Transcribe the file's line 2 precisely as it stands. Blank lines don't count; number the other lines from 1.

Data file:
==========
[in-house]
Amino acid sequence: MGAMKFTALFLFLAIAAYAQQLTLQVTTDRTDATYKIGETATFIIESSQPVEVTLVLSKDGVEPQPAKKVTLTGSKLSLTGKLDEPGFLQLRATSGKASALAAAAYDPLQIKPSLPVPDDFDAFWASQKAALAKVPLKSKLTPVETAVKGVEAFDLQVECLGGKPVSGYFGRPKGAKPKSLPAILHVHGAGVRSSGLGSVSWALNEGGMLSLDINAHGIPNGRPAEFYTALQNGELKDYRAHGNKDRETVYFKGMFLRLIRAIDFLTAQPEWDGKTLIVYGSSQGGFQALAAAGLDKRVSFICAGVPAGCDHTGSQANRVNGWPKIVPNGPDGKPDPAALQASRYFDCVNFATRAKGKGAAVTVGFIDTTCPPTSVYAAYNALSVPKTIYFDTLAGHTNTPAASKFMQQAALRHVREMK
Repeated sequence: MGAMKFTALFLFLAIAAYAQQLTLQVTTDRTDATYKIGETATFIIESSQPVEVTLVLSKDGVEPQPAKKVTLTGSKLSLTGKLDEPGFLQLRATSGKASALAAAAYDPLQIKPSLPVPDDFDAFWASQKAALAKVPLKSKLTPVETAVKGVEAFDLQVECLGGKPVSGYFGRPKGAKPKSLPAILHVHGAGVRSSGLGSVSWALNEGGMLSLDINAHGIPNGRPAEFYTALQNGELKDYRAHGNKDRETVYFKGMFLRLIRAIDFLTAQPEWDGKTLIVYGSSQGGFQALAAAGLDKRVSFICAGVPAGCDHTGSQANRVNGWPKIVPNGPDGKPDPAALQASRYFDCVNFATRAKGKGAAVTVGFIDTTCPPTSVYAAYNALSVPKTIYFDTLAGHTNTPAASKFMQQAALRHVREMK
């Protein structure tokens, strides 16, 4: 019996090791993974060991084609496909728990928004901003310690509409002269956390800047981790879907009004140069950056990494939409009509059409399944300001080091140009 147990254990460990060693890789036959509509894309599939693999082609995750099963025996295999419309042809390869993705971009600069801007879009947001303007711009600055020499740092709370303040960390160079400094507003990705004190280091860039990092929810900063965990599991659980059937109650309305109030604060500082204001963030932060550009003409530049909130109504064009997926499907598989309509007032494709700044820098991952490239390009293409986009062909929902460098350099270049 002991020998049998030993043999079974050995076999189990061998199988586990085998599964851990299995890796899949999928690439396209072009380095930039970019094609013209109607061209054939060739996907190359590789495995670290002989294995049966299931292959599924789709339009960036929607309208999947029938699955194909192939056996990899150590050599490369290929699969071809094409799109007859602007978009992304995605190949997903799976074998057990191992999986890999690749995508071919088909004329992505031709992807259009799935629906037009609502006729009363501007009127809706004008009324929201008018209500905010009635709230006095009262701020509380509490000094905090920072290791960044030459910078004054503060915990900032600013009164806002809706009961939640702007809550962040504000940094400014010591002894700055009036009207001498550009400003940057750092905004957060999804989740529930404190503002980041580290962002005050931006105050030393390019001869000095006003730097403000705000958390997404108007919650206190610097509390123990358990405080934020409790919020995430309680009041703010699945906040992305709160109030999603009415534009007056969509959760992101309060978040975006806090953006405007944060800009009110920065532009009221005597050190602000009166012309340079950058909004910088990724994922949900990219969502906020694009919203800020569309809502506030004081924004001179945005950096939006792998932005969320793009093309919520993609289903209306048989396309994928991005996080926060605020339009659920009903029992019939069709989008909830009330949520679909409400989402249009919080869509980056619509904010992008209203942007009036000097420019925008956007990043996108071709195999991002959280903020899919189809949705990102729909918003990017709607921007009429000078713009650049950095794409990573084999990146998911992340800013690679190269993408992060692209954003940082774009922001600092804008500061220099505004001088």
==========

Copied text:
Amino acid sequence: MGAMKFTALFLFLAIAAYAQQLTLQVTTDRTDATYKIGETATFIIESSQPVEVTLVLSKDGVEPQPAKKVTLTGSKLSLTGKLDEPGFLQLRATSGKASALAAAAYDPLQIKPSLPVPDDFDAFWASQKAALAKVPLKSKLTPVETAVKGVEAFDLQVECLGGKPVSGYFGRPKGAKPKSLPAILHVHGAGVRSSGLGSVSWALNEGGMLSLDINAHGIPNGRPAEFYTALQNGELKDYRAHGNKDRETVYFKGMFLRLIRAIDFLTAQPEWDGKTLIVYGSSQGGFQALAAAGLDKRVSFICAGVPAGCDHTGSQANRVNGWPKIVPNGPDGKPDPAALQASRYFDCVNFATRAKGKGAAVTVGFIDTTCPPTSVYAAYNALSVPKTIYFDTLAGHTNTPAASKFMQQAALRHVREMK